The second pillar is the « dual produce » concept. The Department is putting a great deal of emphasis on taking advantage of commercial production to manufacture defense equipment. If we can produce weapon system platforms on commercial lines, it will be more the exception than the rule. However, there is great potential for doing this at the subsystem and critical component level of assembly.
The third piece of the strategy calls for DOD to make those investments that are needed to facilitate use of commercial components in defense systems. The objective is to have systems « designed for dual use. » This pillar recognizes that acquisition reform and dual use technology investments are not, by themselves, sufficient to ensure use of commercial components. Program managers and contractors still face up-front costs and risks in adopting commercial products and technologies — for example, the cost of determining that a commercial integrated circuit will withstand the necessary extremes of temperature and humidity, or the cost of engineering a commercial component to fit an existing military system. Where it makes sense, DOD must offset those costs and risks at a level of organization that shares rather than duplicates common costs.
A good example of the implementation of the Department’s dual use strategy is DOD’s investment in an electronic packaging technique — it is called Multi-Chip Modules or MCMs. MCMs take bare semiconductor chips, and rather than packaging each chip in its own individual package, places those bare chips in a tightly packed format on a single substrate integrated into a single package or module. This electronic module provides fundamental advantages in reduced size, increased performance, and improved reliability over a group of individually packaged chips.
DOD was the early leader in advancing this technology. We can expect MCM technology to find its way into more and more of our equipment. The advantages of MCMs are of critical importance in military applications like « smart » weapons and command and control systems. These advantages will also be important for future leadership in portable and mobile telecommunications and information processing for both the defense and commercial worlds. But, the primary factor now constraining more widespread usage is cost. Currently, MCMs are too expensive for many applications. The most promising way to reduce the cost is to greatly increase production volumes. Our studies show that we can expect unit costs to come down by a factor of ten or more with large scale production.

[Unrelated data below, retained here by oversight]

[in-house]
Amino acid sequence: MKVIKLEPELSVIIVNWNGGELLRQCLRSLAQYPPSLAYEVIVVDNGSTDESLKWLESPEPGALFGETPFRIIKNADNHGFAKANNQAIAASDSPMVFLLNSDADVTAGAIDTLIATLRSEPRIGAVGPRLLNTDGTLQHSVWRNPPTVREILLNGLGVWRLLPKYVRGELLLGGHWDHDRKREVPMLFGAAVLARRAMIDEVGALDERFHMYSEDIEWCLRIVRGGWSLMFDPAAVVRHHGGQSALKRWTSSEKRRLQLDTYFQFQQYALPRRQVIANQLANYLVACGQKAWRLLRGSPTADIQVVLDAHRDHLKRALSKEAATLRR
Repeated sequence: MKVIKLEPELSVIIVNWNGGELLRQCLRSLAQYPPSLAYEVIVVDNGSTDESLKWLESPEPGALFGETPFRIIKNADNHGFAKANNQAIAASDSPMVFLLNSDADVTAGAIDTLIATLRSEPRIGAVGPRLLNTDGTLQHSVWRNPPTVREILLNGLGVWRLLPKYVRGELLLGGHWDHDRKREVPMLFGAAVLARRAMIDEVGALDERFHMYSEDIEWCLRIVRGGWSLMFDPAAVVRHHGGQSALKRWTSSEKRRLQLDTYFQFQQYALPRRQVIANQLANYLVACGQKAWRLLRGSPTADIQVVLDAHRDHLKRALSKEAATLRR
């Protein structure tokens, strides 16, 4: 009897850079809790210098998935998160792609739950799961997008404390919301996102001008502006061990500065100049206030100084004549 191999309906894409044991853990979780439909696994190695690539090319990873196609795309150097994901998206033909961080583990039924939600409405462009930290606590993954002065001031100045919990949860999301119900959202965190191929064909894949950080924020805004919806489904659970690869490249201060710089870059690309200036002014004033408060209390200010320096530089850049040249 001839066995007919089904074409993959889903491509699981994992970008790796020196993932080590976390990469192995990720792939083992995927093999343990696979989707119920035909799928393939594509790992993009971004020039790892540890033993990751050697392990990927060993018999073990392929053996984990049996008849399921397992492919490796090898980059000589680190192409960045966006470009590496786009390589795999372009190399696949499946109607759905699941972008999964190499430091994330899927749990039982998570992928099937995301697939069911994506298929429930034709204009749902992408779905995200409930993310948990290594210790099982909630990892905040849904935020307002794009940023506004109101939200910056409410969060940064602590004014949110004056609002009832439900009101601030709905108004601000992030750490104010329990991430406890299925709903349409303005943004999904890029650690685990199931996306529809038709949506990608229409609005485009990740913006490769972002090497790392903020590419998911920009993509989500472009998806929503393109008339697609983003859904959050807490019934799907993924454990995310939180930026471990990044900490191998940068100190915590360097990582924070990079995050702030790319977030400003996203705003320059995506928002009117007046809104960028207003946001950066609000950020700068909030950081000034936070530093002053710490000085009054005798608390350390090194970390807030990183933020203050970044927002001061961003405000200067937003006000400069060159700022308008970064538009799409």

Our strategy, shown in Chart 2, seems to be working. In 1990 and 1991, there was virtually no commercial market. But we have already seen significant growth in commercial applications, so that commercial applications today are over half of total sales. The Department’s current projections are that the market demand for MCMs will grow to several hundred millions of dollars by the turn of the century. And by the turn of the century, the DOD percentage of that market will drop to about ten percent of the total. As a result, the Department is able to buy off commercial MCM lines and capture savings in the prices DOD pays.
The MCM effort pulls together all three pillars of our dual use strategy– support for advanced R&D, support for the design and production infrastructure that will allow us to « dual produce » in commercial facilities, and support for the early insertion of MCMs into military systems where they can make a difference. It also illustrates how a variety of policy tools are used by the Department in implementing this strategy. ARPA’s core R&D program has paid for much of the early R&D in this dual use area. The Technology Reinvestment Project (TRP) is supporting several consortia which– with much of the cost shared with industry– are exploring different technical approaches to manufacturing of MCMs which can be used in Defense applications. Our Small Business Innovative Research (SBIR) program has supported several MCM efforts undertaken by our smaller contractors.
The advantages of MCMs are of critical importance in these military applications, and others, like « smart » weapons and command and control systems. An early application will be in the mast mounted sight in the OH-58 helicopter. The MCM is faster, more reliable, and requires less power, and yet it is much smaller than the portions of the circuit card it replaces. In the F-22, the MCM-based signal processing module will provide functionality that previously required three separate modules, in a vastly smaller footprint, with lower power consumption, and improved performance and reliability.